In reviewing the releasability of the CLINs, NASA imposed on MDA the burden to justify why information already subject to a permanent injunction should continue to be exempt from disclosure. NASA simply does not have the authority to require MDA to justify again and again why information, the disclosure of which has been enjoined by a federal court, should continue to be enjoined. If NASA desires to have the existing injunction modified or dissolved it has the burden to make the appropriate showing in court, not within its own agency.
NASA submits that when information previously exempted from disclosure is sought in subsequent FOIA requests, changed circumstances necessitate a re-examination of the applicability of the exemption. If this case involved a previous agency decision to withhold information or an injunction that was limited to a single FOIA request, NASA's argument would have some merit. But when a permanent injunction against release of specific information already exists, the agency simply lacks the discretion to decide whether the information should be released. The court therefore concludes that only two categories of pricing information are at issue in this dispute: (1) termination schedule percentages, and (2) secondary payloads.
The second issue the court must decide is what properly constitutes the administrative record in this case. MDA claims that the certified administrative record is incomplete, and seeks to add nine letters which it argues will give this court a more accurate basis upon which to review NASA's decisions. Eight of the letters in question represent previous NASA decisions not to release termination schedule percent ages in the Delta II contract pursuant to other FOIA requests. The last document is a letter from MDA to NASA returning an enclosure previously sent by NASA.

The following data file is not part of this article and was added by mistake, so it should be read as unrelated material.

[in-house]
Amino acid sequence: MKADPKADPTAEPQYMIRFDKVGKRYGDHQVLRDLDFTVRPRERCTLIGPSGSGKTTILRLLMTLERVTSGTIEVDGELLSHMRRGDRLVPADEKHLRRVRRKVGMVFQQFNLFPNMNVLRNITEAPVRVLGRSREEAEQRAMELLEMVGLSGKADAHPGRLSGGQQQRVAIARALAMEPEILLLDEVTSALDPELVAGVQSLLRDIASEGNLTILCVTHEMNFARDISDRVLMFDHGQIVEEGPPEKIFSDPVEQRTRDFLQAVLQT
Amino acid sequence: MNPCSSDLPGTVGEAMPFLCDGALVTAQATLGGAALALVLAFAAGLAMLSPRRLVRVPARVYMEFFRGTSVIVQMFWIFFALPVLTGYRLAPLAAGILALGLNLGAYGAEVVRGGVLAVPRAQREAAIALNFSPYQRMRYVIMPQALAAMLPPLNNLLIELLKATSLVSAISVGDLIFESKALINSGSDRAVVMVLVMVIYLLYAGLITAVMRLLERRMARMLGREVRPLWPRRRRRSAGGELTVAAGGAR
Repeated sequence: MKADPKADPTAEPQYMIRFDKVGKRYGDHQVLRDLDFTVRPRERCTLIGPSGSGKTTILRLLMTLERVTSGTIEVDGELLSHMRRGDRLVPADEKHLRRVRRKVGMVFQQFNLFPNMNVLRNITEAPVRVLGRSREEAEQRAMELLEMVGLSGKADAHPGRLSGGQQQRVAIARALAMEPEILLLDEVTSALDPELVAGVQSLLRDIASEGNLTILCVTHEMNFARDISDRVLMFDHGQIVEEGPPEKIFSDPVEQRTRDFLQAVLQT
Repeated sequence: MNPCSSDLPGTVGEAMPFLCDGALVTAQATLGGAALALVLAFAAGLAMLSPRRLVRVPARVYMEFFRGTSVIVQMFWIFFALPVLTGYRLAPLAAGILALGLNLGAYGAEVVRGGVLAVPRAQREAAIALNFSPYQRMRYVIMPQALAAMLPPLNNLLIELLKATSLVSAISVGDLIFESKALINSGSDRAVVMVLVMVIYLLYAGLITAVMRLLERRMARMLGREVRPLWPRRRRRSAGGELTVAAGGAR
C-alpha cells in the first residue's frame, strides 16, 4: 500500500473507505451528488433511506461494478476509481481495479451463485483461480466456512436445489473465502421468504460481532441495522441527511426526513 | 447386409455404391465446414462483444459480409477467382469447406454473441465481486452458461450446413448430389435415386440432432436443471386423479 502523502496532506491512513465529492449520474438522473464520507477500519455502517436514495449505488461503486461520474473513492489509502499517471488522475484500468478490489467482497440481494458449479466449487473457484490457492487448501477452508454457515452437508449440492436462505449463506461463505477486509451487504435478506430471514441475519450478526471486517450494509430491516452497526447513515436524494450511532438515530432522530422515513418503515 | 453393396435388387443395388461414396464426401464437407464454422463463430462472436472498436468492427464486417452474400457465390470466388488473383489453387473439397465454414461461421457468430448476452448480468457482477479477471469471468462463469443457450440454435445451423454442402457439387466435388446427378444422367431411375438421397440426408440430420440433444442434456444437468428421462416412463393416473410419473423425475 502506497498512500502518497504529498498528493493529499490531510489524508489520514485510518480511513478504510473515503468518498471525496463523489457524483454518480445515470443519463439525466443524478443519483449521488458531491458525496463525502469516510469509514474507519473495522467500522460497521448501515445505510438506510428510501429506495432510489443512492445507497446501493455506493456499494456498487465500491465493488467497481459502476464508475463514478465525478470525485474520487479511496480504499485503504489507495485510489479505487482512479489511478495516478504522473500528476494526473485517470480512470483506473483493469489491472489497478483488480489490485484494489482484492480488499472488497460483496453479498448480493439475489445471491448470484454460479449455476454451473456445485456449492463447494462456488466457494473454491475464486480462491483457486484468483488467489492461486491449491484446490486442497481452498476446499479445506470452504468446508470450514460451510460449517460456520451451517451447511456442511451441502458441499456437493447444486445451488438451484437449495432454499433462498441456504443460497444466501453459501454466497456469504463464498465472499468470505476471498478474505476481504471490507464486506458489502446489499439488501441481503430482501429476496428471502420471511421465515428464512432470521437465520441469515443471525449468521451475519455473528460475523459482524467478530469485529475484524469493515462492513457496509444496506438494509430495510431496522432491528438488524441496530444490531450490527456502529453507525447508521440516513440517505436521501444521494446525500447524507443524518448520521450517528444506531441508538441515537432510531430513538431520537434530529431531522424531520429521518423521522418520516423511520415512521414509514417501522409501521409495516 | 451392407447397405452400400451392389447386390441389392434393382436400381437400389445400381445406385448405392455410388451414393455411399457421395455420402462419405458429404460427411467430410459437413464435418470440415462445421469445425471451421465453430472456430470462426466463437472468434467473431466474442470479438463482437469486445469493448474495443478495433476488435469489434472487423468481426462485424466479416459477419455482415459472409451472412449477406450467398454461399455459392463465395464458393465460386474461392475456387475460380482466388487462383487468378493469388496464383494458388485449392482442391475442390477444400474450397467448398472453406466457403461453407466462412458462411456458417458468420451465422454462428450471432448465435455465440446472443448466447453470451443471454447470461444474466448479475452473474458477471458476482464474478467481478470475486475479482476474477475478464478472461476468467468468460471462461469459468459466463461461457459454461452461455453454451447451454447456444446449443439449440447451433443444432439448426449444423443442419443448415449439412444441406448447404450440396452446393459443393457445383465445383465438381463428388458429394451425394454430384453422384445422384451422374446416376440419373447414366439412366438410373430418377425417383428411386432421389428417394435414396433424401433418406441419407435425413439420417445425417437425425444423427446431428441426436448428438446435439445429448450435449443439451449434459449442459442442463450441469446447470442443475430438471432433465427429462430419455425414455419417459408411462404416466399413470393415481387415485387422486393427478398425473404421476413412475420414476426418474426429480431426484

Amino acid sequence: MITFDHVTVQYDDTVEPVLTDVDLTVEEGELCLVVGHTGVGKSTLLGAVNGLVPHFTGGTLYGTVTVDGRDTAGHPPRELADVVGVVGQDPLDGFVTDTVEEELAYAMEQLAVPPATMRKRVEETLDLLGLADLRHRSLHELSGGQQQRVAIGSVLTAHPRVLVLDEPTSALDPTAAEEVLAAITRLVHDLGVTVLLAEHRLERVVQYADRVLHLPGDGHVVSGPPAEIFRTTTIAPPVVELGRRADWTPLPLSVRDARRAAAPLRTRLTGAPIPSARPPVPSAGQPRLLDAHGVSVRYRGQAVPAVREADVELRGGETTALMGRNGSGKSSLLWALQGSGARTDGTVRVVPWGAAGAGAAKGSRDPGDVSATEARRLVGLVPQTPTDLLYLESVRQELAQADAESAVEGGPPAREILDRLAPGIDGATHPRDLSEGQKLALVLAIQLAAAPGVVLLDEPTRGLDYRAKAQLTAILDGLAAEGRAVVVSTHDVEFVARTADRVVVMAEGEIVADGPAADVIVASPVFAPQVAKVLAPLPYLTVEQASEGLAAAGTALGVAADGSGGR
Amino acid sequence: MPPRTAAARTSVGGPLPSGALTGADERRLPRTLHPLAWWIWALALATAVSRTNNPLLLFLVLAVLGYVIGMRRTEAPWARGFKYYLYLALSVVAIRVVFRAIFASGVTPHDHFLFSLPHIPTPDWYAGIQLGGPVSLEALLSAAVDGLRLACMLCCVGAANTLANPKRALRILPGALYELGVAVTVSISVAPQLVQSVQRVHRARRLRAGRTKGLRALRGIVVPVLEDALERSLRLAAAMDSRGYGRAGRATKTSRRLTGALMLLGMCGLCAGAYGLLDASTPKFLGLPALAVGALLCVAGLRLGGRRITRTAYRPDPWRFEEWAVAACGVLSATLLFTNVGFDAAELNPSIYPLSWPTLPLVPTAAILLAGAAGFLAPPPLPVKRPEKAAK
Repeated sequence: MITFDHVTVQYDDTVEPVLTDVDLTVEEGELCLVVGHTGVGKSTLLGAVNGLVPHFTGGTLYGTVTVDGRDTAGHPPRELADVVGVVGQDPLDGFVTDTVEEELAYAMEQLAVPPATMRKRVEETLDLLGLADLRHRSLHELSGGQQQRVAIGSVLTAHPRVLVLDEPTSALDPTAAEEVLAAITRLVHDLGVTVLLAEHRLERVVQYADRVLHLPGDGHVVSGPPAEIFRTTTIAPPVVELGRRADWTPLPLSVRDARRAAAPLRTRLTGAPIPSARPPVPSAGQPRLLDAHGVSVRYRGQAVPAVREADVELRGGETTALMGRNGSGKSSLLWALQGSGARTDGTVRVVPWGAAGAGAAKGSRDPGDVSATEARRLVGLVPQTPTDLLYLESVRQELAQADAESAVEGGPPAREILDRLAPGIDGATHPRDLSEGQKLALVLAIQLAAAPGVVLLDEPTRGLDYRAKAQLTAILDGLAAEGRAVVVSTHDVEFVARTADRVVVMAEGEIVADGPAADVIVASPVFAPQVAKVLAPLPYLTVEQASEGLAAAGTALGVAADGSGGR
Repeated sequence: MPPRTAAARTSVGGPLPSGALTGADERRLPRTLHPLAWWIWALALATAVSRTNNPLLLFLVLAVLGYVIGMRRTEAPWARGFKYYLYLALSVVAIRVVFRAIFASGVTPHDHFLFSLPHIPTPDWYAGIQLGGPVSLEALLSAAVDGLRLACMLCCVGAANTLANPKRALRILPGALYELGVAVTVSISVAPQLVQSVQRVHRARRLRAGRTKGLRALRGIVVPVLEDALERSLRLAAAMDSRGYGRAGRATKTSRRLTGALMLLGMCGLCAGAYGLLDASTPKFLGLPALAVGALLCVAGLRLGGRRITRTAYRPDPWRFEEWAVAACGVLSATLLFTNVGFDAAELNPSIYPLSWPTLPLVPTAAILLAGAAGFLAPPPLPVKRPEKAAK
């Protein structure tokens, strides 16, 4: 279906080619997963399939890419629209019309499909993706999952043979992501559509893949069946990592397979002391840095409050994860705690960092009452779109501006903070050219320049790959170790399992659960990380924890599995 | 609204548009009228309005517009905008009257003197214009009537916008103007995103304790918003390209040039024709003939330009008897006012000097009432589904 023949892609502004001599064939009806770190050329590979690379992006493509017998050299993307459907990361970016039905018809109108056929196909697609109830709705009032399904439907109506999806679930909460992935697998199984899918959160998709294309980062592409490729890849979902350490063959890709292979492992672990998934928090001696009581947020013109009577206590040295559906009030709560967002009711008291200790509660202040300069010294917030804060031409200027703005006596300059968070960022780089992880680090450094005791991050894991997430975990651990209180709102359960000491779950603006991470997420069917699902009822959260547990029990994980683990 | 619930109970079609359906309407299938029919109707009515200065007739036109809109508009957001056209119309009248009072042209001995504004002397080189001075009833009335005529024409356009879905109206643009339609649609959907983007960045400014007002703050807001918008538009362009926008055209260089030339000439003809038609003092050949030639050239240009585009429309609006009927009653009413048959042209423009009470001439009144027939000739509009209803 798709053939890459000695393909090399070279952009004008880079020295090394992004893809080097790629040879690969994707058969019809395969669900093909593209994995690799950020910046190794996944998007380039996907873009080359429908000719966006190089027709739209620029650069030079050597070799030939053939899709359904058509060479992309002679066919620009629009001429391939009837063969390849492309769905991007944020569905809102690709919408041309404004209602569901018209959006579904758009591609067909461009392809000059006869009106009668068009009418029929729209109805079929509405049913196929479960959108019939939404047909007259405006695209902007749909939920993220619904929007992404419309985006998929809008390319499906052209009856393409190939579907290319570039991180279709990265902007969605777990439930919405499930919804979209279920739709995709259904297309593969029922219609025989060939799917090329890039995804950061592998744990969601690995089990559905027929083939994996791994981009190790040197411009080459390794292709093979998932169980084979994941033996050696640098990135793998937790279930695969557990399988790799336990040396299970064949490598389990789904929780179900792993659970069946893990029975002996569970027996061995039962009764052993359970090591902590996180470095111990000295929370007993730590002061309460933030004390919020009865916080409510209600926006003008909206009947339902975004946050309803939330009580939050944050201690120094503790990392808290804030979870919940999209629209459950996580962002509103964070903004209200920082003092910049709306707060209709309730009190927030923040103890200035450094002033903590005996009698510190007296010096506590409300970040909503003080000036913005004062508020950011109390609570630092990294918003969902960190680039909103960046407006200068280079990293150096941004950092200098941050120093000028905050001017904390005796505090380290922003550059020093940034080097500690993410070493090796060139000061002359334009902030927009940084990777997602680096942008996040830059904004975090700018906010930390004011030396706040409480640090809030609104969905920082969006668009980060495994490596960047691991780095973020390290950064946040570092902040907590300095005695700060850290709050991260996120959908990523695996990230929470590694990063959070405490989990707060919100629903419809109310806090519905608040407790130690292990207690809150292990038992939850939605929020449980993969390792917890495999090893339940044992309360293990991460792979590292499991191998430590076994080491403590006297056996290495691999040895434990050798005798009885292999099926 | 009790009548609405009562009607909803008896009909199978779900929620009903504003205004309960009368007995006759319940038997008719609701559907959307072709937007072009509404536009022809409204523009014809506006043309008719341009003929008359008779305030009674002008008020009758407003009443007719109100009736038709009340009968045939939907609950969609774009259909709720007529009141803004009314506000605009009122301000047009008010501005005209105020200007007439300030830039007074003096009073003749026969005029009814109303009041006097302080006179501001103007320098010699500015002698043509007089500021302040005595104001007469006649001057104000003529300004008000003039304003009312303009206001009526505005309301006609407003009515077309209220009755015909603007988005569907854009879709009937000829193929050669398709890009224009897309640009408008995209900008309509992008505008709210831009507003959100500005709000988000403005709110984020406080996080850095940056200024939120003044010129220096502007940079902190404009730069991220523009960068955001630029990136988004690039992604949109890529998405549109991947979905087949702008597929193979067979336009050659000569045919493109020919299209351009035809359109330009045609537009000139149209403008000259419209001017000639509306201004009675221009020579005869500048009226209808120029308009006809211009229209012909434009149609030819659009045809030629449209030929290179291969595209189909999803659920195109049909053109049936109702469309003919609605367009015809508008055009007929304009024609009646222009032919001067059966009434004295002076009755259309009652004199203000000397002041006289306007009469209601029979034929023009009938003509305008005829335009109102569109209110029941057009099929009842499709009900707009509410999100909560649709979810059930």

Plaintiff stresses that the proposed supplements to the record were all in the agency's possession during the administrative process, and that five of the letters were specifically referenced in one of MDA's submissions to NASA. MDA's goal is to illustrate that NASA departed from prior decisions without adequately explaining the inconsistent determination. Plaintiff contends that the court will be severely handicapped in addressing this issue if NASA's prior decisions regarding the Delta II contract are not in the record.
NASA characterizes MDA's motion to supplement the record as an improper attempt to reopen the administrative process for submission of evidence following the agency's decision. The agency argues that its responses to prior FOIA requests, some from years earlier and most from different requesters, carry no precedential value because of the agency's duty to consider each individual request separately. Defendant also claims that contract modifications containing the information at issue were not executed until after the earlier FOIA requests, and that the information in the present request is therefore different from the information sought in prior requests.
After closely scrutinizing the administrative record, the court finds that five of the nine proposed supplements were improperly omitted from the administrative record, and will therefore be permitted as supplements.
Although NASA did not examine these additional documents, they were specifically referenced in an MDA letter to NASA. The letter referencing the documents at issue was submitted late in the administrative period, but still considered by NASA and included in the certified record.